How do you build a career as a security researcher?

by Black Hat Middle East and Africa
How do you build a career as a security researcher?

Security research is a varied field – with no two researchers working in exactly the same way. This makes it challenging for aspiring researchers to start building their careers; so we asked Owais Shaikh (Security Researcher at RedHunt Labs) to help demystify this space and tell us about his work. 

Discover why research offers exciting opportunities for endlessly curious humans – and how to focus your mind so you can build your career. 

What does a typical working day in your life as a cybersecurity researcher look like?

“‘Cybersecurity research’ is a complex field, and no two cybersecurity researchers are alike. At work, I write tools to detect web vulnerabilities, user data leaks, broken authflows, secrets, concurrently scrape data and much more. 

“I also have a developer background, so not only do I write these tools in languages like Go and Python, I also deploy them to Elasticsearch via logstash pipelines, manage and scale infrastructure at the company I work at and so on.”

If you were mentoring someone who wanted to work as a researcher in this space, what are three things they could do (or learn) to set themselves up for success? 

“Three things that I have learned, not just as a researcher, but in life, are…

  1. Be eager to be offended: It teaches you about a hundred other ways to do things aside from the one way you’ve already thought of. Diversity of thought and fearless experimentation is the key to innovation, or men would never land on the moon. To quote Steve Jobs: “The people who are crazy enough to think they can change the world are the ones who do.”
  2. Absorb all kinds of knowledge from anywhere you can: Just like a sponge absorbs water. That boring tutorial you followed to install a custom ROM on your Android phone? One day, it might help you understand device encryption, data loss and brute forcing (not me admitting I accidentally formatted my phone doing this once…!).
  3. See what nobody is paying attention to: We often have this insecurity that everything is already being solved by smarter people and that we have nothing to offer. But if you’re zealous enough and read tons of research papers, clone tons of tools from GitHub and play with computers, you’ll eventually find loopholes everywhere and learn how to either exploit them or fix them.”

“And some honourable mentions: learn to Google like a pro, read research papers, use ChatGPT and similar tools and such. Building a knowledge base, then peer-reviewing with other researchers, developers and engineers by listening to their opinions on things is an excellent way to stay up-to-date with an occasional reality check.”

Do you think learning by doing is more important than cybersecurity courses and certifications, or vice versa? Or are they equally different ways? 

“The former, of course. Keep in mind that the people who wrote those courses and certifications had to gain this knowledge first, and they lacked the courses and certifications themselves to do that. Doing things the hard way is basically like a tailored course that you give yourself, as opposed to a mass broadcast of abridged information. A course is more of a cheat sheet one can use to gain insight into a field, in my opinion.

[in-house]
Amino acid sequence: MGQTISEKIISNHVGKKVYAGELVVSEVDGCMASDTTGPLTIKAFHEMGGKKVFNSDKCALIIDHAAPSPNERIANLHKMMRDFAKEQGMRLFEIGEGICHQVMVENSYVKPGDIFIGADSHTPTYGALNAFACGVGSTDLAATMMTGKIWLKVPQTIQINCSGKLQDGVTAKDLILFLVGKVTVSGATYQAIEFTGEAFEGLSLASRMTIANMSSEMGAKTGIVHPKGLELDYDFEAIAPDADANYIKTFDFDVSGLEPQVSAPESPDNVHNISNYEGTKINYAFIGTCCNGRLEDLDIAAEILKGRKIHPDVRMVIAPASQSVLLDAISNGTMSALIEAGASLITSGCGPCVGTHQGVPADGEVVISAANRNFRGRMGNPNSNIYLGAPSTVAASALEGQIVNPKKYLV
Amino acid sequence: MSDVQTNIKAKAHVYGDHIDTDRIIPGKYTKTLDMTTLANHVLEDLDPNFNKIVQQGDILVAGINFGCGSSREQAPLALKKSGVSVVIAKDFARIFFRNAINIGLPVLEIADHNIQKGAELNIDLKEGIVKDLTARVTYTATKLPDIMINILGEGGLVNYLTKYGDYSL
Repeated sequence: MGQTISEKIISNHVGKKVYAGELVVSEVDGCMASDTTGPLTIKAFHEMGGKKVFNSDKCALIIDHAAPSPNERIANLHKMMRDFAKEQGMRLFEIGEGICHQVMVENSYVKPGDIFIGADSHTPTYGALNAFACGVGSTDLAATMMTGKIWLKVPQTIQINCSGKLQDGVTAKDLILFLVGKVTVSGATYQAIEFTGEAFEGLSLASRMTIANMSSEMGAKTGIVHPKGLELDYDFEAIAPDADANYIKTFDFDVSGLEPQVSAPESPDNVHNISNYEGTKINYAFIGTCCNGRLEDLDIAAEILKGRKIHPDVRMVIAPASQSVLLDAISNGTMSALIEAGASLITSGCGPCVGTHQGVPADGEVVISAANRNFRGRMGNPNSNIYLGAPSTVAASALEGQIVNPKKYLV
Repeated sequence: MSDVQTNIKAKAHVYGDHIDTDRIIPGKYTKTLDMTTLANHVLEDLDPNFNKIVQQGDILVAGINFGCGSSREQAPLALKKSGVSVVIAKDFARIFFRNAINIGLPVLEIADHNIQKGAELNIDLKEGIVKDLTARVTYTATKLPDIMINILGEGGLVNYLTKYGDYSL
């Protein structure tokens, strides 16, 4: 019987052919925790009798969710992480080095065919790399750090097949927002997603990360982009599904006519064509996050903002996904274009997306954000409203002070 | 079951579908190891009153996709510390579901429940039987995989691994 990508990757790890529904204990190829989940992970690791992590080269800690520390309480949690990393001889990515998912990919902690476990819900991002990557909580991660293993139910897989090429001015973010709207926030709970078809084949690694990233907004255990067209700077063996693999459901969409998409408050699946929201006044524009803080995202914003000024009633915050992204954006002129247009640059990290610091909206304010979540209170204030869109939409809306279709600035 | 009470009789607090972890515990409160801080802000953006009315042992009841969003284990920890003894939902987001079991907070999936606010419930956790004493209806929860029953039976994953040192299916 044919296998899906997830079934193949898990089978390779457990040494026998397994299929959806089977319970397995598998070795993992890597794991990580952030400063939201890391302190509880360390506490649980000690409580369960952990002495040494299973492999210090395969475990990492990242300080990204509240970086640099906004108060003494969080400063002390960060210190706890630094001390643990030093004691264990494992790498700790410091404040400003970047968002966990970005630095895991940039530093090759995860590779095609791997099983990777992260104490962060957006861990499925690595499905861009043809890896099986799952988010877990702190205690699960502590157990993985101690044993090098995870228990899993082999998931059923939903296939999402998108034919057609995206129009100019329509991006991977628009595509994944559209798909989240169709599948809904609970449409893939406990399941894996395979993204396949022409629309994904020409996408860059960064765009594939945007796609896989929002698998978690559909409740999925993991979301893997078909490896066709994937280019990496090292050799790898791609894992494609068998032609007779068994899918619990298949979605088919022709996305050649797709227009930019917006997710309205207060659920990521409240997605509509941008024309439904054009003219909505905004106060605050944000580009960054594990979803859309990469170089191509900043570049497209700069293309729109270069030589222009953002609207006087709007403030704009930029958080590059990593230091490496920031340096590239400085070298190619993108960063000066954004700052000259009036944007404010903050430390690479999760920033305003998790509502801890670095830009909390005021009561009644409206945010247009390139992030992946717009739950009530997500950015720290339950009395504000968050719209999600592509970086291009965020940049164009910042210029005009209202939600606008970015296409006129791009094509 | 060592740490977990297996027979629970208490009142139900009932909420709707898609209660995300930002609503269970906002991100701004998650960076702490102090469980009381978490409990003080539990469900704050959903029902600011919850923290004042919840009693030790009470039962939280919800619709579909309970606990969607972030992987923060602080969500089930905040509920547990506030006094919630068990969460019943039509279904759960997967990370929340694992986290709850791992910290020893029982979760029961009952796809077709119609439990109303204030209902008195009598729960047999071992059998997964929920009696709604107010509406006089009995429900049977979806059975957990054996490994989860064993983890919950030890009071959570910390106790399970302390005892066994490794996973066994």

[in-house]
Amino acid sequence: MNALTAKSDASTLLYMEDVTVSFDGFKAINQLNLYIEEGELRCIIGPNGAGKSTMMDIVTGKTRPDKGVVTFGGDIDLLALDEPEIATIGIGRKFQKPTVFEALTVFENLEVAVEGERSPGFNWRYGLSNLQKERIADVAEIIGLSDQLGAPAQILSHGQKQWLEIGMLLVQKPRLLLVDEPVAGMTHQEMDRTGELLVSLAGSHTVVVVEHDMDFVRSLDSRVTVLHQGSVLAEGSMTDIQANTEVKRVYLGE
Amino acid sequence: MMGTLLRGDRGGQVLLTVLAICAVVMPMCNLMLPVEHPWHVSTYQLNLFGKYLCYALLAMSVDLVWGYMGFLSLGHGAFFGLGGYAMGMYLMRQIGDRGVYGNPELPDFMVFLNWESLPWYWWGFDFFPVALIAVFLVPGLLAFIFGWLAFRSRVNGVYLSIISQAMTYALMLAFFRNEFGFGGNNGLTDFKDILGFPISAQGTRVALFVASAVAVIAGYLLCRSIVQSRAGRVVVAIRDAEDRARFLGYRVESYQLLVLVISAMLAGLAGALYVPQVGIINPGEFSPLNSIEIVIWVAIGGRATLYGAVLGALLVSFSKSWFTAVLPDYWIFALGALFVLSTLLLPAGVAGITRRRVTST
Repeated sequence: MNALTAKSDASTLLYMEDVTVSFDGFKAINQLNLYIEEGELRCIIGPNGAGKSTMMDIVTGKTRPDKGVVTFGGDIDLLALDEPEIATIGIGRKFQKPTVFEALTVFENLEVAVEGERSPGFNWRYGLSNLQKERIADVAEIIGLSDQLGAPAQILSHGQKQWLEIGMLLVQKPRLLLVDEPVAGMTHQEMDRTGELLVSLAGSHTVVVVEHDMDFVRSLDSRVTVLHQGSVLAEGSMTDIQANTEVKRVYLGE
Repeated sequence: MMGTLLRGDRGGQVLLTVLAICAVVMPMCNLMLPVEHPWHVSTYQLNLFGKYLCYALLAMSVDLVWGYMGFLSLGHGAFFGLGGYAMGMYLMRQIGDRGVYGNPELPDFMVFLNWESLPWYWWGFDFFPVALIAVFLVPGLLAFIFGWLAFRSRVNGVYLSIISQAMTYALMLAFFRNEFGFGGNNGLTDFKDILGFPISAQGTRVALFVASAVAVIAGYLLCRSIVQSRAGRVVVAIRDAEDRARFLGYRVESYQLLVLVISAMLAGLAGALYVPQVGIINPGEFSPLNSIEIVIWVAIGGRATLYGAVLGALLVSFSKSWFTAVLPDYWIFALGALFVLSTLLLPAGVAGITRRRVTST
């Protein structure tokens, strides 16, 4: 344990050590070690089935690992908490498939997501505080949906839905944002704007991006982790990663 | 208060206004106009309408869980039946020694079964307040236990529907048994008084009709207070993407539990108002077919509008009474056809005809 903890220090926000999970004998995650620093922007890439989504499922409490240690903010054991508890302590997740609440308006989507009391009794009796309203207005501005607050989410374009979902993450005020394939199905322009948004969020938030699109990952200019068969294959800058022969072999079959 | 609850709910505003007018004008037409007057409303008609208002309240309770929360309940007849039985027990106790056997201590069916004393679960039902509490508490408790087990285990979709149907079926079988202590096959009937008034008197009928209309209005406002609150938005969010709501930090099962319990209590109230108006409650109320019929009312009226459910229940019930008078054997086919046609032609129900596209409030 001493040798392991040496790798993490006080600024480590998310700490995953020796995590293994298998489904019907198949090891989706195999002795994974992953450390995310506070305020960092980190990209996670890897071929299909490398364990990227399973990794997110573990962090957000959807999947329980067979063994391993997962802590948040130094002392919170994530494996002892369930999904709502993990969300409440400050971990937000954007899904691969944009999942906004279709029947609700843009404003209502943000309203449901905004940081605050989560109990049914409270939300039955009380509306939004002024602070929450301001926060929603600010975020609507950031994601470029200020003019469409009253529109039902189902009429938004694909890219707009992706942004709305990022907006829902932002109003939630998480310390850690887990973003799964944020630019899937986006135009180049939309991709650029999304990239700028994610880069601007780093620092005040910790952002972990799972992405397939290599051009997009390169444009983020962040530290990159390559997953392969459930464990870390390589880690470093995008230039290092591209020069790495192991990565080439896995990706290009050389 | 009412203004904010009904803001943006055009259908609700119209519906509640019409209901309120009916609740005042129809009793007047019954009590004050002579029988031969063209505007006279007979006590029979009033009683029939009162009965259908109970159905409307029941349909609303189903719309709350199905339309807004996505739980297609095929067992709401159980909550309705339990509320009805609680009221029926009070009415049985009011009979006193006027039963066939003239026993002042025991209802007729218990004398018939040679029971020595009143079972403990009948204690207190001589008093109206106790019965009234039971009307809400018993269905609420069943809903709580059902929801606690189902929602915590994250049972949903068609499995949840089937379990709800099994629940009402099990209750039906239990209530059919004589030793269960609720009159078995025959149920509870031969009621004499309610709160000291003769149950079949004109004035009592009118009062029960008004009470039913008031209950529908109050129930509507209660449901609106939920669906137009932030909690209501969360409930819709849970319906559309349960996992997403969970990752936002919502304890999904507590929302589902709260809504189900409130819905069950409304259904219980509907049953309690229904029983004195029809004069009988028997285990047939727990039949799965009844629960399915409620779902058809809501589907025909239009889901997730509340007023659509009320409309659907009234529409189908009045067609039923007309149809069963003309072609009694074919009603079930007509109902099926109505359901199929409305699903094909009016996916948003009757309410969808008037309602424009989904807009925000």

“No course is ever truly comprehensive. The world is fast-moving. Everything gets outdated within a few years. I learned BASIC when I was 10, but fast forward to today I’m using Golang, Kotlin, Python and tons of new languages, tools and frameworks that didn’t even exist a few years ago. 

“Just be eager to try new things and you’ll be fine. As for certifications, they are kinda just like licences. Not having a driver’s licence doesn’t equate to not knowing how to drive. I don’t have any certification of any kind and that’s okay. I just like solving problems by attacking them outside in and inside out and that’s how I attempt to generate value.”

What's most exciting to you about your job? 

“There’s always something new I come across. As a researcher, you get so absorbed into finding things that there’s always this rush you get when you acquire new information that isn’t otherwise widely known. Every day, you come across new terms and technologies to learn that will either excite you or scare you. 

“Sometimes, I find my own data in data leaks that I get my hands on, which is really scary. Other times, I just use some app, find that it lacks a feature I want and bam! I now know what I’ll be doing for the rest of the day. 

“Achieving this annoying researcher mindset is the best thing that has happened to me in the past decade.”

And finally, what was the best experience you had at Black Hat MEA 2023? 

“My favourite thing about Black Hat was all the cool people I met. I met people from tons of backgrounds and loved interacting with them. I love learning languages (as in spoken, not programming ones) and attempting to speak to people in their languages (broken French, Spanish, Bengali, Arabic etc.) and seeing their reaction was hilarious. 

“On that note, I especially loved that I met a lot of young Arab college students and budding professionals who were so eager to learn about everything. I was a bit saddened that there was a language barrier when they spoke to people, which made me realise how they needed to spend years learning English just to break into this field. Fortunately I do speak some Arabic, so talking to them about their ideas and opinions – in Arabic – and seeing their faces light up with joy (probably due to that personal connection) is one of the best memories of my life.” 

Thanks to Owais Shaikh at RedHunt Labs. Want to be a part of the Black Hat MEA Experience? Register for the 2024 event. 

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